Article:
Mark_Mandel at DRAGONSYS.COM Mark_Mandel at DRAGONSYS.COM
Tue Jun 29 22:07:16 UTC 1999

[In the context of the joke quoted, a colleague asked me the question below, and
here's my partial answer. Any insights?]

German and Yiddish change the historical /s/ to "sh" when it's followed by a
consonant in the same syllable. I don't know if the "(C(C))Vxx, shmVxx"
construction originated in Yiddish or in Yiddish-influenced English... but I
know where to ask!

-- Mark

SANTASHMANTA n. The explanation Jewish children get for when they celebrate
Hannukah while the rest of humanity celebrates Christmas.

It recently occurred to me to wonder whether this "Santa, Shmanta" idiom (I
can't think of a good generic way to represent it, but substitute "Oedipus,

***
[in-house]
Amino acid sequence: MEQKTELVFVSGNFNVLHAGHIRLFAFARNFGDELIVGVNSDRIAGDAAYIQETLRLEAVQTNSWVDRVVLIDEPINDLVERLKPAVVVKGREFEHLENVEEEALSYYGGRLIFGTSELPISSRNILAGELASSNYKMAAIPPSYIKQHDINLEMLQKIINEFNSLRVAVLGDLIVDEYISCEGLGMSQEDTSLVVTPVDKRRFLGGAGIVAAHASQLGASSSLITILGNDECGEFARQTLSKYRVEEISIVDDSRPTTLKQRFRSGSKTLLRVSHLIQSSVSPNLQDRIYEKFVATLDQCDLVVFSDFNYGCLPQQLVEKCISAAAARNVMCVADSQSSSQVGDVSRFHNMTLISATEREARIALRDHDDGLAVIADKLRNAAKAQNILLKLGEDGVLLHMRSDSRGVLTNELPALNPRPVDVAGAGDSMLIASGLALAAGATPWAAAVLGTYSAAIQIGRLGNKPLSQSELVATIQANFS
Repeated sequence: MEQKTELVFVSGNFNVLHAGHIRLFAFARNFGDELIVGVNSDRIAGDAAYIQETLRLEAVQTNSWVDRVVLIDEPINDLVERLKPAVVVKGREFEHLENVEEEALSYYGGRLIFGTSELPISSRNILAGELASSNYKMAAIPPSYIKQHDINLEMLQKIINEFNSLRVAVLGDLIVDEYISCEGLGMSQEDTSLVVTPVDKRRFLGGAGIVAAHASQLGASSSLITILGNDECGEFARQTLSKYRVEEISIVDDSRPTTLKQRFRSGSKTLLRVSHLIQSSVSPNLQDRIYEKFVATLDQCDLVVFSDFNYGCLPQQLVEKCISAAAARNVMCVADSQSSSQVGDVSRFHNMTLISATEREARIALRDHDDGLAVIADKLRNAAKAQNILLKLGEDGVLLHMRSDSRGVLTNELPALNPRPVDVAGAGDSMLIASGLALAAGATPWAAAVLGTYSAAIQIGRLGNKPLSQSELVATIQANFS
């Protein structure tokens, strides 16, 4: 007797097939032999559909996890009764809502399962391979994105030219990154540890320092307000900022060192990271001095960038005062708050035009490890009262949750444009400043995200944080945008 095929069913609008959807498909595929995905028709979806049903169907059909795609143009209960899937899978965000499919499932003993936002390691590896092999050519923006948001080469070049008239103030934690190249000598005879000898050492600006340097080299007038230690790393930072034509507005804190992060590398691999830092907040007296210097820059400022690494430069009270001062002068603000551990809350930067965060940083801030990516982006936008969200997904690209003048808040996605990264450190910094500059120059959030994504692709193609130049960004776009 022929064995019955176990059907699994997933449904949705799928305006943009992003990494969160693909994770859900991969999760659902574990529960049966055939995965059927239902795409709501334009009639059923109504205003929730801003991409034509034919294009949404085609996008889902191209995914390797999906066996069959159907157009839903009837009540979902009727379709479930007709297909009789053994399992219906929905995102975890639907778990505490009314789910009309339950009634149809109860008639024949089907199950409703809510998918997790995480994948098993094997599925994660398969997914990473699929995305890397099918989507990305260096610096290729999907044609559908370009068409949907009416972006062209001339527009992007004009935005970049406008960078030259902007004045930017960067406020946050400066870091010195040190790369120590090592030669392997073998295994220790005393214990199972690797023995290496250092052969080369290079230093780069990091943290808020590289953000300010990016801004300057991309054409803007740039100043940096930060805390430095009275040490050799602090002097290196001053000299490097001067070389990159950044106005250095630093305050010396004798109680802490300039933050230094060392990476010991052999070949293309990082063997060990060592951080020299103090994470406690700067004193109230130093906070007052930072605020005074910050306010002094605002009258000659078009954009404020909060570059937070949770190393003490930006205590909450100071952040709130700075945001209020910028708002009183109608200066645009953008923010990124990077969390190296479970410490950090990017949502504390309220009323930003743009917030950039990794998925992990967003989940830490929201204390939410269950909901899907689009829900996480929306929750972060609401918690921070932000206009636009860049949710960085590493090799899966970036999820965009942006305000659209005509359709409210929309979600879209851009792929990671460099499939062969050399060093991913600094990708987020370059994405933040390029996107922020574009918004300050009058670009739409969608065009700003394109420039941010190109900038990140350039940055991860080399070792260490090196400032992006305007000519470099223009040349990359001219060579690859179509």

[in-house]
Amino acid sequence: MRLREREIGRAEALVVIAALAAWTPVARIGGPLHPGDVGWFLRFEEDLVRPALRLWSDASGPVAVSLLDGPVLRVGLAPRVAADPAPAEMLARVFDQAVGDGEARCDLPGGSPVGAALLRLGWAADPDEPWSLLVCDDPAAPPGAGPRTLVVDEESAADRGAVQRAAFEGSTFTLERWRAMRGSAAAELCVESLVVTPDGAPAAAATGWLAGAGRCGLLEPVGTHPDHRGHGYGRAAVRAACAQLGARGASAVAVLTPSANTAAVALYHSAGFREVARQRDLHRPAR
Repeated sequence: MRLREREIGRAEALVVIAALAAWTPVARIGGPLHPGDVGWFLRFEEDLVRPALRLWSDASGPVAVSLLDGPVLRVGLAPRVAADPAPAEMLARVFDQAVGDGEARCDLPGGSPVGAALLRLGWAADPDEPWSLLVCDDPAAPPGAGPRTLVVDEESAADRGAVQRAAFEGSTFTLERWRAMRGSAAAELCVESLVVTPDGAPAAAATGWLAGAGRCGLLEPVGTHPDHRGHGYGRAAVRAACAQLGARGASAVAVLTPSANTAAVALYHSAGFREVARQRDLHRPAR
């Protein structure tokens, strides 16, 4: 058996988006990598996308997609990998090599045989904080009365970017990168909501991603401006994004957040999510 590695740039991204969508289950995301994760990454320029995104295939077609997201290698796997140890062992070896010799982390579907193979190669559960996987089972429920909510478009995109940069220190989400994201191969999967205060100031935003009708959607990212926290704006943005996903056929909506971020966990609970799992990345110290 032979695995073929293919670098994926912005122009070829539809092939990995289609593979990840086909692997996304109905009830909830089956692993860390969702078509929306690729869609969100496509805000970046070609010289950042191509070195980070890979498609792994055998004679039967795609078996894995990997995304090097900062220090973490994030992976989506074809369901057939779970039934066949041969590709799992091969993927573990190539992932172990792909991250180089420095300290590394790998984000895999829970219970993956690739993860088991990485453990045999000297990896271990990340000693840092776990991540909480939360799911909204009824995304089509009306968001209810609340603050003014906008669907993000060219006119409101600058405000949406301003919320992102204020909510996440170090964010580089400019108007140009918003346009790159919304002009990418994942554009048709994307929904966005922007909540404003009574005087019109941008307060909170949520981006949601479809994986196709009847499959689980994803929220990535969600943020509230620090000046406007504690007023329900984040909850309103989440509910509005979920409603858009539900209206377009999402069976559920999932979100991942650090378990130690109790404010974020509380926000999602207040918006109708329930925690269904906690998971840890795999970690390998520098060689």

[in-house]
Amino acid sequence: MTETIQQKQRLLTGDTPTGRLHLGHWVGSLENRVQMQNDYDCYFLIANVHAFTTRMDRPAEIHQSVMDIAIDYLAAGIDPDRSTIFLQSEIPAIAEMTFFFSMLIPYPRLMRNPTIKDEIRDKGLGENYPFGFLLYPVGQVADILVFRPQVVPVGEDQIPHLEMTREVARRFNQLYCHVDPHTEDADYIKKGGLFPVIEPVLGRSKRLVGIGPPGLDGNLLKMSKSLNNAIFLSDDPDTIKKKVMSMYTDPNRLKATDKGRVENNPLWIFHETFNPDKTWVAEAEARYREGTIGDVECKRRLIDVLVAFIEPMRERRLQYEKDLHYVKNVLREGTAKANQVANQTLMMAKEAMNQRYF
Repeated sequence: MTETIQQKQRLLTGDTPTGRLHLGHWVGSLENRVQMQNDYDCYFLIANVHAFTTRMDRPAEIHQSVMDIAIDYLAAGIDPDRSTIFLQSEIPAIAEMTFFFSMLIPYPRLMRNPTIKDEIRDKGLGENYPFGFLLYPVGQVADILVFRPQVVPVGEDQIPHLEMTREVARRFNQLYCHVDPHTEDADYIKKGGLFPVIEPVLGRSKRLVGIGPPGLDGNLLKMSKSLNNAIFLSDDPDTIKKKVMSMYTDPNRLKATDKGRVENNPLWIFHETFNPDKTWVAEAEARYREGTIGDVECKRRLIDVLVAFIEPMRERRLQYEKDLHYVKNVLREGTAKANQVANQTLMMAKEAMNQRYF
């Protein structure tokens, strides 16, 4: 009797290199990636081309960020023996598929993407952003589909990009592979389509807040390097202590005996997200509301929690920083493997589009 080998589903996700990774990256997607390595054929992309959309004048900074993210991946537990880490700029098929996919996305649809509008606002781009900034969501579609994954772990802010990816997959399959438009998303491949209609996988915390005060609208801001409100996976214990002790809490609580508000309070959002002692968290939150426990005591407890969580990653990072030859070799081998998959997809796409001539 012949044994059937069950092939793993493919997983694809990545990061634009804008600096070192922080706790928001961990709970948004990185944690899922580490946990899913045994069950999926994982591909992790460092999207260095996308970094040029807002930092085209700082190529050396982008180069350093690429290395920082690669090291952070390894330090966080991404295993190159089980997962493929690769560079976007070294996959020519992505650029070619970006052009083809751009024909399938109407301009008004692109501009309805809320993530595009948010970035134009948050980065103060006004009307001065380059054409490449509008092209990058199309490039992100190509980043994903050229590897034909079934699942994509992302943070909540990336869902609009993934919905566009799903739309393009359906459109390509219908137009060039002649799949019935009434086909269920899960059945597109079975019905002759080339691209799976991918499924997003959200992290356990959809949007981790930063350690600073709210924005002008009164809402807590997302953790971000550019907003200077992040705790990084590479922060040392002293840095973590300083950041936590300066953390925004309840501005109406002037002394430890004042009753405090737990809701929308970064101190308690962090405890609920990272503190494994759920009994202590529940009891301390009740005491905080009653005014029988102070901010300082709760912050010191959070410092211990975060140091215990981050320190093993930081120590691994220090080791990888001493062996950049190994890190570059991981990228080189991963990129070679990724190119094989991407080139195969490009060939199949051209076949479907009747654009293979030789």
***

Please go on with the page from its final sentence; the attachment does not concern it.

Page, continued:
Shmedipus, so long as you love your mother," or from Tom Lehrer, "Ah, nazi,
shmazi, says Wehner von Braun," etc. etc.) actually occurs in Yiddish, or if it
originated in English?

It seems like Yiddish might have too many words already beginning with shm- for
it to be very useful, while it works very well in English where that sound
combination is rare ... do you have any insight into this?

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